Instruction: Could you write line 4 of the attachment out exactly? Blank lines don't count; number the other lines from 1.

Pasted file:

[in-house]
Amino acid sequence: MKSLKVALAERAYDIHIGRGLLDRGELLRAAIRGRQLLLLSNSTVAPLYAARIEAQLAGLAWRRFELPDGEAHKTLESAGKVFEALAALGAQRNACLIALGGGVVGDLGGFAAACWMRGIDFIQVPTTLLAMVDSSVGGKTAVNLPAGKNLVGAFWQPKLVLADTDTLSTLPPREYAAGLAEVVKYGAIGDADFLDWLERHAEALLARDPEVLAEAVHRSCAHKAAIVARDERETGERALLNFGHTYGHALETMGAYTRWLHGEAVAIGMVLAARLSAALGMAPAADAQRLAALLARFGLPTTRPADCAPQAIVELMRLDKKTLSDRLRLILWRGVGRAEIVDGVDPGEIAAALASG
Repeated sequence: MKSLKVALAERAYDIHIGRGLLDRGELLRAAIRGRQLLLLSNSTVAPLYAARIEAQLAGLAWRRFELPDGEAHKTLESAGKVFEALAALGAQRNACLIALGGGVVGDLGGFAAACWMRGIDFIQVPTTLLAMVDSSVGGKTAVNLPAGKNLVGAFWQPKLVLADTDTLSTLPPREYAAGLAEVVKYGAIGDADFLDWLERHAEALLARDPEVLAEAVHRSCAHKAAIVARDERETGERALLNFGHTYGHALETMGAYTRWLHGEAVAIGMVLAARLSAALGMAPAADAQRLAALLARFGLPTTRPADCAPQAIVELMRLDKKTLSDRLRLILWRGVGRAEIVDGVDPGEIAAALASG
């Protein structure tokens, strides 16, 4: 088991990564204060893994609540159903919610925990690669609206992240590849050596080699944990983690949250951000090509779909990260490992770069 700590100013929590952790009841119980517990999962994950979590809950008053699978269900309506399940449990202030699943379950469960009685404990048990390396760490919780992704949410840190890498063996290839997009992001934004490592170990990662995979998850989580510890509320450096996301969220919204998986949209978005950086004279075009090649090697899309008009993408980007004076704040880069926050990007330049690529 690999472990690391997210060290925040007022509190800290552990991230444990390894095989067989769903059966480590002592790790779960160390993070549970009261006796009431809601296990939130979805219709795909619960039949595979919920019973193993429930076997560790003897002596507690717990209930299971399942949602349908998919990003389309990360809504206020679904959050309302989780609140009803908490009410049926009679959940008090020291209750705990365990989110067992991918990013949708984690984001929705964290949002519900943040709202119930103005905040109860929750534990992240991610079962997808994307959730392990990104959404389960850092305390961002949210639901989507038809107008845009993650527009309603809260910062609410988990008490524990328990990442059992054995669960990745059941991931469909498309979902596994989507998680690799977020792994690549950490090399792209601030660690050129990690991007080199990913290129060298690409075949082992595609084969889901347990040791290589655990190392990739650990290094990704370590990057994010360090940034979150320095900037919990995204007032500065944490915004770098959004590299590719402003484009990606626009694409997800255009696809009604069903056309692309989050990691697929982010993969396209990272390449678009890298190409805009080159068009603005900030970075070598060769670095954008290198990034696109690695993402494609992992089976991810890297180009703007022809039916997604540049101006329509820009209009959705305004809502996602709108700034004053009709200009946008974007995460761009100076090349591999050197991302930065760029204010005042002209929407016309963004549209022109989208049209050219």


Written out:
């Protein structure tokens, strides 16, 4: 088991990564204060893994609540159903919610925990690669609206992240590849050596080699944990983690949250951000090509779909990260490992770069 700590100013929590952790009841119980517990999962994950979590809950008053699978269900309506399940449990202030699943379950469960009685404990048990390396760490919780992704949410840190890498063996290839997009992001934004490592170990990662995979998850989580510890509320450096996301969220919204998986949209978005950086004279075009090649090697899309008009993408980007004076704040880069926050990007330049690529 690999472990690391997210060290925040007022509190800290552990991230444990390894095989067989769903059966480590002592790790779960160390993070549970009261006796009431809601296990939130979805219709795909619960039949595979919920019973193993429930076997560790003897002596507690717990209930299971399942949602349908998919990003389309990360809504206020679904959050309302989780609140009803908490009410049926009679959940008090020291209750705990365990989110067992991918990013949708984690984001929705964290949002519900943040709202119930103005905040109860929750534990992240991610079962997808994307959730392990990104959404389960850092305390961002949210639901989507038809107008845009993650527009309603809260910062609410988990008490524990328990990442059992054995669960990745059941991931469909498309979902596994989507998680690799977020792994690549950490090399792209601030660690050129990690991007080199990913290129060298690409075949082992595609084969889901347990040791290589655990190392990739650990290094990704370590990057994010360090940034979150320095900037919990995204007032500065944490915004770098959004590299590719402003484009990606626009694409997800255009696809009604069903056309692309989050990691697929982010993969396209990272390449678009890298190409805009080159068009603005900030970075070598060769670095954008290198990034696109690695993402494609992992089976991810890297180009703007022809039916997604540049101006329509820009209009959705305004809502996602709108700034004053009709200009946008974007995460761009100076090349591999050197991302930065760029204010005042002209929407016309963004549209022109989208049209050219």